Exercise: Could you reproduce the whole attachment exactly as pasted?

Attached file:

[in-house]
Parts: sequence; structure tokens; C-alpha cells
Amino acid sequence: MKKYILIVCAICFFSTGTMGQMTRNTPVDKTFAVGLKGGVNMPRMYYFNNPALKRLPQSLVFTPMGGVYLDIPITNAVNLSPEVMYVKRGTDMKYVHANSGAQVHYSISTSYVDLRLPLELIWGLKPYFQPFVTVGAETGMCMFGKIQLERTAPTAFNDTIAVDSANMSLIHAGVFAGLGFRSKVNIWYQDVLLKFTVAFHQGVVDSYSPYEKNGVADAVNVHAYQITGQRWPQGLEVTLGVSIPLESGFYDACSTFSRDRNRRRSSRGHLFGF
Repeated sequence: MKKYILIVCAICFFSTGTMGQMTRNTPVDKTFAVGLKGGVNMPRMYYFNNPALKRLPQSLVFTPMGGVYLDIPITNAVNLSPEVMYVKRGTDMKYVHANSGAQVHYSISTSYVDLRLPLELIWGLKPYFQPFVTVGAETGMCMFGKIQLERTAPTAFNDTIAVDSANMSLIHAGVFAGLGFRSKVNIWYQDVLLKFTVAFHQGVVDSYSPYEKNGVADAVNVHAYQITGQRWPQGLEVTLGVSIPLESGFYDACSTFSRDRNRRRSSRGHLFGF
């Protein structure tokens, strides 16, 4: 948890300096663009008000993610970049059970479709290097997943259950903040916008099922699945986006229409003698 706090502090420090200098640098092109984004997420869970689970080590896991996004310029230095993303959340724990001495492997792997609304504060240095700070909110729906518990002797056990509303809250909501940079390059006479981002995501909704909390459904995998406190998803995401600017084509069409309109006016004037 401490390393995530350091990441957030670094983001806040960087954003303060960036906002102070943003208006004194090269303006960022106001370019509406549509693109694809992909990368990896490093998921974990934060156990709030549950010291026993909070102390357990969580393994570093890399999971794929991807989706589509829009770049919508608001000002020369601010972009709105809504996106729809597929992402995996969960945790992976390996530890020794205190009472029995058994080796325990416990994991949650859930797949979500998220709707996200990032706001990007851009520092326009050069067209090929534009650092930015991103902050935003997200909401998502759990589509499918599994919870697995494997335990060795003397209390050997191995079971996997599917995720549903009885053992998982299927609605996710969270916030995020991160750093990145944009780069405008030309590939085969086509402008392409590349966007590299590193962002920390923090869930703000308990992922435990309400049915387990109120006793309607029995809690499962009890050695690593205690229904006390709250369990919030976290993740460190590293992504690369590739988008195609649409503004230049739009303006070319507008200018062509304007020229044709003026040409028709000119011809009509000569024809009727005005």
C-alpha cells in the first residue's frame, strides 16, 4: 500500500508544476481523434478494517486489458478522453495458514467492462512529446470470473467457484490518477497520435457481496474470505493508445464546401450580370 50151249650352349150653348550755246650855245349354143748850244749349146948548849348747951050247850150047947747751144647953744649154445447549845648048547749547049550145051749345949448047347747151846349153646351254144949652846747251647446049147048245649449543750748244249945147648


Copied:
[in-house]
Parts: sequence; structure tokens; C-alpha cells
Amino acid sequence: MKKYILIVCAICFFSTGTMGQMTRNTPVDKTFAVGLKGGVNMPRMYYFNNPALKRLPQSLVFTPMGGVYLDIPITNAVNLSPEVMYVKRGTDMKYVHANSGAQVHYSISTSYVDLRLPLELIWGLKPYFQPFVTVGAETGMCMFGKIQLERTAPTAFNDTIAVDSANMSLIHAGVFAGLGFRSKVNIWYQDVLLKFTVAFHQGVVDSYSPYEKNGVADAVNVHAYQITGQRWPQGLEVTLGVSIPLESGFYDACSTFSRDRNRRRSSRGHLFGF
Repeated sequence: MKKYILIVCAICFFSTGTMGQMTRNTPVDKTFAVGLKGGVNMPRMYYFNNPALKRLPQSLVFTPMGGVYLDIPITNAVNLSPEVMYVKRGTDMKYVHANSGAQVHYSISTSYVDLRLPLELIWGLKPYFQPFVTVGAETGMCMFGKIQLERTAPTAFNDTIAVDSANMSLIHAGVFAGLGFRSKVNIWYQDVLLKFTVAFHQGVVDSYSPYEKNGVADAVNVHAYQITGQRWPQGLEVTLGVSIPLESGFYDACSTFSRDRNRRRSSRGHLFGF
């Protein structure tokens, strides 16, 4: 948890300096663009008000993610970049059970479709290097997943259950903040916008099922699945986006229409003698 706090502090420090200098640098092109984004997420869970689970080590896991996004310029230095993303959340724990001495492997792997609304504060240095700070909110729906518990002797056990509303809250909501940079390059006479981002995501909704909390459904995998406190998803995401600017084509069409309109006016004037 401490390393995530350091990441957030670094983001806040960087954003303060960036906002102070943003208006004194090269303006960022106001370019509406549509693109694809992909990368990896490093998921974990934060156990709030549950010291026993909070102390357990969580393994570093890399999971794929991807989706589509829009770049919508608001000002020369601010972009709105809504996106729809597929992402995996969960945790992976390996530890020794205190009472029995058994080796325990416990994991949650859930797949979500998220709707996200990032706001990007851009520092326009050069067209090929534009650092930015991103902050935003997200909401998502759990589509499918599994919870697995494997335990060795003397209390050997191995079971996997599917995720549903009885053992998982299927609605996710969270916030995020991160750093990145944009780069405008030309590939085969086509402008392409590349966007590299590193962002920390923090869930703000308990992922435990309400049915387990109120006793309607029995809690499962009890050695690593205690229904006390709250369990919030976290993740460190590293992504690369590739988008195609649409503004230049739009303006070319507008200018062509304007020229044709003026040409028709000119011809009509000569024809009727005005």
C-alpha cells in the first residue's frame, strides 16, 4: 500500500508544476481523434478494517486489458478522453495458514467492462512529446470470473467457484490518477497520435457481496474470505493508445464546401450580370 50151249650352349150653348550755246650855245349354143748850244749349146948548849348747951050247850150047947747751144647953744649154445447549845648048547749547049550145051749345949448047347747151846349153646351254144949652846747251647446049147048245649449543750748244249945147648